Paterson might be one of the most simple and relaxing films I’ve ever seen, and for that reason among others it might indeed be one of the best. The film follows a week in the life of Paterson, portrayed masterfully by Adam Driver, a bus driver who spends his free time writing poems. There’s nothing overtly dramatic or spectacular about the story; Paterson is a window into the story of just one man and his life, which while ordinary, has a story to be told.
With the character of Paterson, Driver has created one of the most relatable characters of the year in what is undoubtably the best performance he’s ever given. Driver is so simply effective; this is a quiet movie about a quiet man, and the reserved, empathetic nature of Paterson and his routine is somehow a source of great screen charisma. It’s hard to think about anything except for the film’s beautifully simple story, but as the film progresses towards its conclusion you’re reminded of how much you care about this man.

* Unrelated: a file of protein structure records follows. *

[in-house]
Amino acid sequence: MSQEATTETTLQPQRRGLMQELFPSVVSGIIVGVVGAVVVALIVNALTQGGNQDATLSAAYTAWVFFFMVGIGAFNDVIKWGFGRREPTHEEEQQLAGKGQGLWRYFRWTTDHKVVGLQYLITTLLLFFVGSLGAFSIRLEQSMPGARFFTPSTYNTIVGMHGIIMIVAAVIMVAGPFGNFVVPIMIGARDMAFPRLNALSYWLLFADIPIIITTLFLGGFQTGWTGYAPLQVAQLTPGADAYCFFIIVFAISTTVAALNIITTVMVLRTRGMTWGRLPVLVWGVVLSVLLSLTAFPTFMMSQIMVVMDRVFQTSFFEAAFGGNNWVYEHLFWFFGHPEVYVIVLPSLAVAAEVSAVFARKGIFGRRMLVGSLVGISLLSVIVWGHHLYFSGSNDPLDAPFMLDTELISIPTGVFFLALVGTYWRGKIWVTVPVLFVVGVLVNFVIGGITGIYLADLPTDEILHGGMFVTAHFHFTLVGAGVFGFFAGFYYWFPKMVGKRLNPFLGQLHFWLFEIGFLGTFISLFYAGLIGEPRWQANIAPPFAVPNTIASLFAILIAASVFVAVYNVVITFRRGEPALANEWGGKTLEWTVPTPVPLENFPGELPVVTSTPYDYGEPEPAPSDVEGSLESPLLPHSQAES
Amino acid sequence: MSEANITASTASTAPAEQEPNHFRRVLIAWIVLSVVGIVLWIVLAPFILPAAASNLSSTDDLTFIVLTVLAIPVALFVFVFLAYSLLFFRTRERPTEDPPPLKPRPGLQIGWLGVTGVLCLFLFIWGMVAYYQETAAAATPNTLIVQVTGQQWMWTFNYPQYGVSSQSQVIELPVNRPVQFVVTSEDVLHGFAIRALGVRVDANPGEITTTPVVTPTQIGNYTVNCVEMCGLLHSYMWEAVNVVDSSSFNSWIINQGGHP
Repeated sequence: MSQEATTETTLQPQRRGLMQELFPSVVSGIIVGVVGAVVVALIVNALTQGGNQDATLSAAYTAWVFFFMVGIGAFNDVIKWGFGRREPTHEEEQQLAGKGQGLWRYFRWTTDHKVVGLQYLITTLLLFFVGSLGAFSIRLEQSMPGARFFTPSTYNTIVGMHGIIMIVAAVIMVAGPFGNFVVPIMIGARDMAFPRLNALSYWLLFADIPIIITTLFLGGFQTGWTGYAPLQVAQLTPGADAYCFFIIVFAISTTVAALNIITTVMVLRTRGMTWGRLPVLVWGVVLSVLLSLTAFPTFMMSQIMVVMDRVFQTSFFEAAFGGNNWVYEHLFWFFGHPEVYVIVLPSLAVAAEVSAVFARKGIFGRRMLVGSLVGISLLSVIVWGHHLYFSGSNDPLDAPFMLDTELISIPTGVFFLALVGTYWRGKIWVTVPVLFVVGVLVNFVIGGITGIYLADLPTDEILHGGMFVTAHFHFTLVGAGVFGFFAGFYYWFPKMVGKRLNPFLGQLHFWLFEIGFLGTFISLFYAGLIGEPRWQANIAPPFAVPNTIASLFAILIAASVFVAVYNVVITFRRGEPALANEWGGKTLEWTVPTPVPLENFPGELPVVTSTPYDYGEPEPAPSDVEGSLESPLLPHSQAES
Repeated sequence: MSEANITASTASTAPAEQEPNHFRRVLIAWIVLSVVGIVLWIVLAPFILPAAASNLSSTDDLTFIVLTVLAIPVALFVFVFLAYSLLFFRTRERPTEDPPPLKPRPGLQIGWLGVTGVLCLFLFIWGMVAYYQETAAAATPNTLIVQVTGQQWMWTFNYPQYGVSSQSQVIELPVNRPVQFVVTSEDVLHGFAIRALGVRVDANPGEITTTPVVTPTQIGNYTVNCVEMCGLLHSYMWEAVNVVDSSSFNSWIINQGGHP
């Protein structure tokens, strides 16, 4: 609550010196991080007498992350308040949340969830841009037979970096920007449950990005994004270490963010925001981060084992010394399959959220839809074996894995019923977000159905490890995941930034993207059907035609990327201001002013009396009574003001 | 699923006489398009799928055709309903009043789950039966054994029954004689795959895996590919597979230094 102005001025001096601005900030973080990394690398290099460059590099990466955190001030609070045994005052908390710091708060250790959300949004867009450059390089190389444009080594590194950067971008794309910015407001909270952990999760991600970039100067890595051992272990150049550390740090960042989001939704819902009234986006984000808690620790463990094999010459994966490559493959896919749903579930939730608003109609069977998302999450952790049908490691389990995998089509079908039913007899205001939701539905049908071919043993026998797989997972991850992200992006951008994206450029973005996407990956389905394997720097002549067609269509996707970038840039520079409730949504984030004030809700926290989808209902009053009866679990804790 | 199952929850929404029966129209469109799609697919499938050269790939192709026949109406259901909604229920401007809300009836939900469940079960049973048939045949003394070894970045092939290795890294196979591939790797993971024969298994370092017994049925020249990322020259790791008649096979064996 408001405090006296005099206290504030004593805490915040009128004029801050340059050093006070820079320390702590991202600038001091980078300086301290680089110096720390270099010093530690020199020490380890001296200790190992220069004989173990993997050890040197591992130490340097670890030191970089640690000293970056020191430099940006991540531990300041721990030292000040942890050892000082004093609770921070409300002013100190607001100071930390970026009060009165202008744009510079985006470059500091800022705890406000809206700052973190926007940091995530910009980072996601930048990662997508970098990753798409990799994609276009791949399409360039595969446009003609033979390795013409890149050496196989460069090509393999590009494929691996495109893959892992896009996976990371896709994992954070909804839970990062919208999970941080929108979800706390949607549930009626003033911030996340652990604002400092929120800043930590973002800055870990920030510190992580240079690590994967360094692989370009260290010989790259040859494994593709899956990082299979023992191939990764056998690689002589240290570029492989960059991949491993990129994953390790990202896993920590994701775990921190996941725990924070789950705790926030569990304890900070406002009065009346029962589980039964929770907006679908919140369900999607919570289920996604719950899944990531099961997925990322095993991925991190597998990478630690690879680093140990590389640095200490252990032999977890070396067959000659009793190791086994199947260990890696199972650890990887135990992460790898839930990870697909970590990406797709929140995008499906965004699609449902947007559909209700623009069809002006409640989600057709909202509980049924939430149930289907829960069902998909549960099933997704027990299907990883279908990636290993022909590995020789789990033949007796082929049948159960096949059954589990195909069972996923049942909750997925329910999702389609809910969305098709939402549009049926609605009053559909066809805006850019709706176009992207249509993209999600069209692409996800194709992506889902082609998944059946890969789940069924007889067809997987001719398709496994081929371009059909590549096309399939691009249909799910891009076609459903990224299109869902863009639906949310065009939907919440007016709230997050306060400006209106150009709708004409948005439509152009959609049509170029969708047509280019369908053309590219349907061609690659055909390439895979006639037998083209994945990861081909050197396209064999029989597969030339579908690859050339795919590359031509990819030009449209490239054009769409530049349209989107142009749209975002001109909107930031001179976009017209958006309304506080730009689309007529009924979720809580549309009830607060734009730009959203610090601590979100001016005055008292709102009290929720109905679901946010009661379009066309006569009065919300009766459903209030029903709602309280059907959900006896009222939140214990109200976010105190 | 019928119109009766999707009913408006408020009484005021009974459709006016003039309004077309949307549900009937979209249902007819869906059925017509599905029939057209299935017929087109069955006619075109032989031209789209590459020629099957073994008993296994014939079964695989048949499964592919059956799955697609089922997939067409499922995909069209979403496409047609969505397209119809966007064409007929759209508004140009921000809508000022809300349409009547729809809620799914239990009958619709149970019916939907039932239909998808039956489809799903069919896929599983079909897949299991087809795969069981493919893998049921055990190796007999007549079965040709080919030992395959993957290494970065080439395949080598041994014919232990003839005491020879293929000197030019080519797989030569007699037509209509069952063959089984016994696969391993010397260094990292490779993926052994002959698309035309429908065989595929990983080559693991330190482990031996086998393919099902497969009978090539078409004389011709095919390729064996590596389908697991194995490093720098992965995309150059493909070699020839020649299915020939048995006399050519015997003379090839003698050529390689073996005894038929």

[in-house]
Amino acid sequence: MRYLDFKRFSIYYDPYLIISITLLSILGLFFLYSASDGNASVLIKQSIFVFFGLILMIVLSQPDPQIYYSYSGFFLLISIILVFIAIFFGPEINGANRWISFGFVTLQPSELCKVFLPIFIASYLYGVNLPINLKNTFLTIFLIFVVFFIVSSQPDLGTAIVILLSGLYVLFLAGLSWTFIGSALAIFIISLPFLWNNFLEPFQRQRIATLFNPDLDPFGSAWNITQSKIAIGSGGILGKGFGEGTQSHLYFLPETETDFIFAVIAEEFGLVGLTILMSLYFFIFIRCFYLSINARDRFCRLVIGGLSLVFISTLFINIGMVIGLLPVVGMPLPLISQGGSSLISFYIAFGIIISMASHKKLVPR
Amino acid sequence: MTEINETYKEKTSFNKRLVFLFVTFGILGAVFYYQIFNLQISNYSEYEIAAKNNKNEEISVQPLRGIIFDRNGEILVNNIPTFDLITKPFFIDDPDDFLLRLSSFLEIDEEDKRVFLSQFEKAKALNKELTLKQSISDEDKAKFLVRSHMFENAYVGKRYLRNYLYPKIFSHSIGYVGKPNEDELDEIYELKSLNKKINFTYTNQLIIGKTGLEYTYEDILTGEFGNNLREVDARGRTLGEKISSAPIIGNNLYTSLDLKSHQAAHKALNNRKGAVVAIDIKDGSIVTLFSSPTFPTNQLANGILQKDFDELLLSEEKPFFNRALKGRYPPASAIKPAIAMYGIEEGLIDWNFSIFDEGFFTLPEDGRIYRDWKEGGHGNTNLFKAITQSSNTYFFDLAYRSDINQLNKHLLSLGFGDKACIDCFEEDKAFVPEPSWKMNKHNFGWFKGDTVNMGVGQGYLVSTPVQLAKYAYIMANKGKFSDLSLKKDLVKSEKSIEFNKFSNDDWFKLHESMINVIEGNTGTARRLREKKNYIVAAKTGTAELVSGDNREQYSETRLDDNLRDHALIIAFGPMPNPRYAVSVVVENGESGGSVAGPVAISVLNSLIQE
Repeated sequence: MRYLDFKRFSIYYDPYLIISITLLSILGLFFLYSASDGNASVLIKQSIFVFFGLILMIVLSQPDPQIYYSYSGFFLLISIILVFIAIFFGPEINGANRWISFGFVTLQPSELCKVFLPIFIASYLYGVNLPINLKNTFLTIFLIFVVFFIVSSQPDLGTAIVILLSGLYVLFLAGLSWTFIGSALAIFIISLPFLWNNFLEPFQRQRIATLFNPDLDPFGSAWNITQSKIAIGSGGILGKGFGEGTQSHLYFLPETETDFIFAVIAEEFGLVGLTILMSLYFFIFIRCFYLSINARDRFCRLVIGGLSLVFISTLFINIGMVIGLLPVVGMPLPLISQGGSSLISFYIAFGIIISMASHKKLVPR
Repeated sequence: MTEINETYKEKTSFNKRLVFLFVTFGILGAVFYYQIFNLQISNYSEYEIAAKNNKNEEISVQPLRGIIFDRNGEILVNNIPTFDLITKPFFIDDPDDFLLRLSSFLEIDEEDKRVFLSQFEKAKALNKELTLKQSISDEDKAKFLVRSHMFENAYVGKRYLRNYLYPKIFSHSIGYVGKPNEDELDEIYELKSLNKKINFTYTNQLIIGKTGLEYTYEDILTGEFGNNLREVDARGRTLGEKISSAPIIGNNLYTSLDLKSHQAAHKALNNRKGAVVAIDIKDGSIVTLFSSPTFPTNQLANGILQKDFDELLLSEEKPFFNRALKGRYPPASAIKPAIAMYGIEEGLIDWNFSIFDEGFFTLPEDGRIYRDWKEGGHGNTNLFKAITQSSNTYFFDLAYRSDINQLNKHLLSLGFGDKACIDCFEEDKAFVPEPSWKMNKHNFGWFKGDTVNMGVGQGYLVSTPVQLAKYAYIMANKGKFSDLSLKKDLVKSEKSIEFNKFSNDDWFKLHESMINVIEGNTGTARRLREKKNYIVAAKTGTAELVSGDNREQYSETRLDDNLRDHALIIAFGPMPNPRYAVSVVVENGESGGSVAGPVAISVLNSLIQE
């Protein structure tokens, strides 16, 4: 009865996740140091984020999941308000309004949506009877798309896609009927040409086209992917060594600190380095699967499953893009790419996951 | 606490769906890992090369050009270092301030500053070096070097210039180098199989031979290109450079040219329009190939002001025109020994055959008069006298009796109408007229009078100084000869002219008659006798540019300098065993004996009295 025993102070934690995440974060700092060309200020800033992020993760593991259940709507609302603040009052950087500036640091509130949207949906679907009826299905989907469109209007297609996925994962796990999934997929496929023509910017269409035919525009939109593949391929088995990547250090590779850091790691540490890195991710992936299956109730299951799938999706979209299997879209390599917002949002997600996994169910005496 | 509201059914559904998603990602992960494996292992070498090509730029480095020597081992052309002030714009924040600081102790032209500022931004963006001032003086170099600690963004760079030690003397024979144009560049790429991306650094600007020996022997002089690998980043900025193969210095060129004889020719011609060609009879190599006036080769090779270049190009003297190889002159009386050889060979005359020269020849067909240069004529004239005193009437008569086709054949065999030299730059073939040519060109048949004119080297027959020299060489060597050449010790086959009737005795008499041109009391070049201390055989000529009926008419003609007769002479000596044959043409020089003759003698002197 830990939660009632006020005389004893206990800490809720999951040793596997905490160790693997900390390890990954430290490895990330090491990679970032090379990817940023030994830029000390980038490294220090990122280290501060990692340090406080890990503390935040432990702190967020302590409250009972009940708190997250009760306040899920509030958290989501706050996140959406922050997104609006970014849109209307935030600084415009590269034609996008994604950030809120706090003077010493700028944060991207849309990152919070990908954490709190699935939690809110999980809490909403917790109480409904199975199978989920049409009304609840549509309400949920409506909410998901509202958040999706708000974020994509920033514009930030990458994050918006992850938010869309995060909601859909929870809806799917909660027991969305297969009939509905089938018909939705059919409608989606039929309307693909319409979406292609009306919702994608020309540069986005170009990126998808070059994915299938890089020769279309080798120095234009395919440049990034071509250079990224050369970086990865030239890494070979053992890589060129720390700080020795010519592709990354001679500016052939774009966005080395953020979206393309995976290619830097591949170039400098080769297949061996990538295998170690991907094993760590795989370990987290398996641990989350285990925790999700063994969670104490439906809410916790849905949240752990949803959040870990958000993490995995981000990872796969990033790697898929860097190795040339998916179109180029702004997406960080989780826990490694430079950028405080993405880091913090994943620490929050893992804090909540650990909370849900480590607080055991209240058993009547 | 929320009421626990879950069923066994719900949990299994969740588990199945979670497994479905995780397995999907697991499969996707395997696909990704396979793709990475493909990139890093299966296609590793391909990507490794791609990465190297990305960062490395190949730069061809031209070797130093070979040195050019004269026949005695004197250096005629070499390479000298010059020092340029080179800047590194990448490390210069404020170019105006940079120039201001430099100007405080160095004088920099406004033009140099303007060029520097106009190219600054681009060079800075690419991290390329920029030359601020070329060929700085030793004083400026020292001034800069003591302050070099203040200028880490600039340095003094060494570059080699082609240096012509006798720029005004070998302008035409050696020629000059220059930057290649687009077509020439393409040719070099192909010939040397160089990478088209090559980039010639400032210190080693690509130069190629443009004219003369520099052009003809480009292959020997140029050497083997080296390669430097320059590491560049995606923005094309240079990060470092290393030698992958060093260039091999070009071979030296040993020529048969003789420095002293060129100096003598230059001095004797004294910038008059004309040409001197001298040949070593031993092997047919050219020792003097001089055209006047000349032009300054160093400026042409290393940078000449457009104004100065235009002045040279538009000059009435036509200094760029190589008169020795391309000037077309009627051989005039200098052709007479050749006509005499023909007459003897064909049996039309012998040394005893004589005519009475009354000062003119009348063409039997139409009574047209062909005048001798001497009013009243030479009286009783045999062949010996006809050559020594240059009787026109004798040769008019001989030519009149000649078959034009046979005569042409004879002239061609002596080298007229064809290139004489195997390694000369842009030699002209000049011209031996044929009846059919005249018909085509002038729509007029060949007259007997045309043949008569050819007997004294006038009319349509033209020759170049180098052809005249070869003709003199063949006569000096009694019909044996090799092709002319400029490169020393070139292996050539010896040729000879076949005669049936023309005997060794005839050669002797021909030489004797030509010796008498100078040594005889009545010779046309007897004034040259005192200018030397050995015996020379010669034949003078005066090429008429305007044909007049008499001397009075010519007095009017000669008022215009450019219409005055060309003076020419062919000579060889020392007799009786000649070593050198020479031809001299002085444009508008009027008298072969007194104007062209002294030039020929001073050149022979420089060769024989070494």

I was genuinely taken aback by Paterson. It’s so brilliantly simple, and while there are some clever nuances in the character observations, there’s little under the surface, other than the simple routines and life of an ordinary man. There’s a beautiful, hypnotic quality to how simply watchable Paterson is; when Roger Ebert described movies as “machines that generate empathy”, I can’t think of a film that represents it better than this. Grade: A+